One of the most common causes of eyesight degeneration is a condition called macular degeneration, which affects around for 50 per cent of the people who report sight problems.
There are some remedial steps you can take to protect your eyes from damage in the future, and as with all diseases, eating the right foods will be the number one way to ensure you preserve your eyes, naturally. Follow these guidelines to eating your way to better eyesight.
Looks like your mother was right: eating carrots can actually help you see in the dark. Basically, carotene: an essential nutrient which the liver converts into vitamin A. Vitamin A protects the eyes by helping to absorb the light energy that passes into the eye. Increasing your intake of vitamin A will allow your eyes to absorb more energy and become more sensitive in dim light; helping you see more effectively.
Aside from carrots, mangoes are another excellent excellent source of Vitamin-A and flavonoids like beta-carotene, alpha-carotene, and beta-cryptoxanthin. When combined; these compounds have been known to have antioxidant properties, keeping your immune system healthy and they are essential for maintaining healthy vision. Vitamin A is also promotes healthy mucus membranes and skin, meaning eating mangoes help to look after all cells and ensure they stay coagulated.
3. Orange Pepper
Orange peppers have the highest amount of zeaxanthin in any food group. What this means is that eyes are being strengthened by the way of these caratenoid alcohols acting to modulate light energy. In addition, they act as non-photochemical quenching agents to deal with chlorophyll production in plants; meaning they kind of control the light filtering to plants and to us!
Researchers at the Florida International University found that eyes containing higher amounts of a nutrient called lutein were up to 80% less likely to have degeneration issues. The way lutein protects the eye is by forming pigments in the macula.
The foods most rich in lutein are cruciferous, or green leafy vegetables. Kale contains the highest amounts of lutein than any other vegetable. A study in the American Journal of Clinical Nutrition found that eating a teaspoon of green leafy veggies with a small amount of fat raised blood lutein levels by nearly 90 per cent.
What Bugs Bunny didn’t let on is that there is another food famed for its ability to boost night vision. It’s a secret uncovered by pilots in WWII, who felt their night vision improved after eating blueberries. The secret ingredient in blueberries is a group of compounds called anthocyanosides. These nutrients attach to the area of the retina that is responsible for adjusting the eyes to see in the dark, giving you tip top vision as winter steals light!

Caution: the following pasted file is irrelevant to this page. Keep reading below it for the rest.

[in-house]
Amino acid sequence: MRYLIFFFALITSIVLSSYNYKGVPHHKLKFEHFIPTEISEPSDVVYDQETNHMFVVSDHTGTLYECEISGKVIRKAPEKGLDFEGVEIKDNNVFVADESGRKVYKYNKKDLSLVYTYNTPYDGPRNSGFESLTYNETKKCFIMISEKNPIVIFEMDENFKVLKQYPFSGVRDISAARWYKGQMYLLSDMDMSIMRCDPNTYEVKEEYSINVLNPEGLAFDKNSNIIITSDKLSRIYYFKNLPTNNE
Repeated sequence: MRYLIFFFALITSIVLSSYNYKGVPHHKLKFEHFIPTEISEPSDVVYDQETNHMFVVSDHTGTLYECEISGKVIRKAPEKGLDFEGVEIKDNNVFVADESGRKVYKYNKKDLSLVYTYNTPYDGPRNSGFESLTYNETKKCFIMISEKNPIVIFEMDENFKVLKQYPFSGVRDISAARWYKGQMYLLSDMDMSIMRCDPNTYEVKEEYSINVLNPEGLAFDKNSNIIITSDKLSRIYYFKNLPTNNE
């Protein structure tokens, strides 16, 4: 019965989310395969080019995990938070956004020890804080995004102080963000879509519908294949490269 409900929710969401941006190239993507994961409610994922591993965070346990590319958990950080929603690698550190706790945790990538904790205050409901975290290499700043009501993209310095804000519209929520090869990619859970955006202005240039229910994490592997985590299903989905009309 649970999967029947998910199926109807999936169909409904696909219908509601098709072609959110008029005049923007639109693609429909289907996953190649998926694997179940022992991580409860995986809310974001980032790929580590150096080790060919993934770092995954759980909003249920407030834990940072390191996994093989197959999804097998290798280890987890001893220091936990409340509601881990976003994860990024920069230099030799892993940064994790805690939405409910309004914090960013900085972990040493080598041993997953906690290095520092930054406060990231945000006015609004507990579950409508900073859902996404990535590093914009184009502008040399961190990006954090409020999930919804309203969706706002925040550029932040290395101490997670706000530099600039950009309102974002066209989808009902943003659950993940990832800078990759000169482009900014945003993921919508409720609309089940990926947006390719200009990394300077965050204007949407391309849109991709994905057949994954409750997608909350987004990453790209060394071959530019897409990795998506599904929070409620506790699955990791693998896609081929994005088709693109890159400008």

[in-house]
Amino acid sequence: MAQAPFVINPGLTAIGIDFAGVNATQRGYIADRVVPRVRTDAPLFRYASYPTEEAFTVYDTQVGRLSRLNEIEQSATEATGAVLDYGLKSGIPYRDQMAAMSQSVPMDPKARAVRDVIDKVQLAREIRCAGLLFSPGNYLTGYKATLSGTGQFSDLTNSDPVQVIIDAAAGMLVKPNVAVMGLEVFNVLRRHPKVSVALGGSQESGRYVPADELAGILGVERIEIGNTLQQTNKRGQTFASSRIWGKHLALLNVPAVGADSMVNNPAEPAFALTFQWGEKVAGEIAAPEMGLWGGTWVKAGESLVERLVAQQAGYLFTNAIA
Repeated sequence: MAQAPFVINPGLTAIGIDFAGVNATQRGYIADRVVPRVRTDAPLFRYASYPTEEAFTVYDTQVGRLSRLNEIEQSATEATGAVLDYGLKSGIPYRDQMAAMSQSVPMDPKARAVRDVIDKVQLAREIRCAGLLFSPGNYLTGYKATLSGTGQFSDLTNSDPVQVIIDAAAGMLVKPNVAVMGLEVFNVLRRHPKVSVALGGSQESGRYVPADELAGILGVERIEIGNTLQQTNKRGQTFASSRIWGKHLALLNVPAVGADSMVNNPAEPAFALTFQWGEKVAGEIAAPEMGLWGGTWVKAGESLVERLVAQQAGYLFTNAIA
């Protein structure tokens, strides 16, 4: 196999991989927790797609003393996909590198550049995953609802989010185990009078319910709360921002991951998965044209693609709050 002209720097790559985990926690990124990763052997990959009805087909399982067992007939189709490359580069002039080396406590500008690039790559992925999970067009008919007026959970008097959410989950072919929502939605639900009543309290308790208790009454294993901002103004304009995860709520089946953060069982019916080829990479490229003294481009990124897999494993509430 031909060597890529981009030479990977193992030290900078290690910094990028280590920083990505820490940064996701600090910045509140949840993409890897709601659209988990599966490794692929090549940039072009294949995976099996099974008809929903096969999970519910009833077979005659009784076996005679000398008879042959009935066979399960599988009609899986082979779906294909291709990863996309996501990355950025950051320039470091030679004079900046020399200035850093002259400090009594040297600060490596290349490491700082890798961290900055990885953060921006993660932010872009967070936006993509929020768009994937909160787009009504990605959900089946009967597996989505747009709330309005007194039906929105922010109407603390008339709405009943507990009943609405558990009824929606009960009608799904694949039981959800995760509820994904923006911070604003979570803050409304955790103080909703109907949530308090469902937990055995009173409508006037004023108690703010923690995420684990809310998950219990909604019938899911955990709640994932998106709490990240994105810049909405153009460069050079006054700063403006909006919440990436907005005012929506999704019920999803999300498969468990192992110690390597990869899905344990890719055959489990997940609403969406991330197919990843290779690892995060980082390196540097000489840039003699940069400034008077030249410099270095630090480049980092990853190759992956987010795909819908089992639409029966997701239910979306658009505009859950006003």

One raw egg yolk contains about 0.25 mg each of lutein and zeaxanthin, which means they are good for sight in general. What makes eggs so much more efficient in boosting eyesight that they are highly absorbable by the body. Lutein is an oil-soluble nutrient, and eating eggs can assist with absorbing it within the system.
For proper absorption of the relevant nutrients for your body, such as lutein, zeaxanthin and caratenoids, you need to add a little bit of healthy fat into your diet. Coconut oil, milk or water contain excellent levels of potassium, which helps to keep your vision sharp.
With a quotient of two potent eye nutrients: omega-3 fats, and astaxanthin, salmon is particularly beneficial for your eyes. It’s also low in mercury, which can have a damaging effect on eyesight. Omega-3 fat DHA found in salmon provides structural support to cell membranes; boosting eye health and protecting your retinal function. Astaxanthin protects against a number of eye diseases, including blindness.
9. Olive Oil
Ensuring you reduce trans and saturated fat in your diet helps prevent retina diseases. Not only is olive oil completely free of trans fats and low in saturated fat, it also helps the body to absorb these important nutrients such as lutein and flavenoids into the body. In fact, an Australian research paper found that people who consumes the greater amounts of olive oil were 48% less likely to develop ARMD. When buying your olive oil, make sure you get extra virgin for the additional antioxidant boost.
The only nuts which contain any considerable amount of lutein and zeaxanthin are pistachios. They contain both of these essential nutrients and also pack a significant vitamin E punch. Like coconuts and olive oil, the mono and polyunsaturated fats in pistachios also help boost the absorption of carotenoids. In fact, a study found that those who added pistachios to their diet significantly boosted levels of lutein produced by the body, making them a wonder food in the field of eyesight.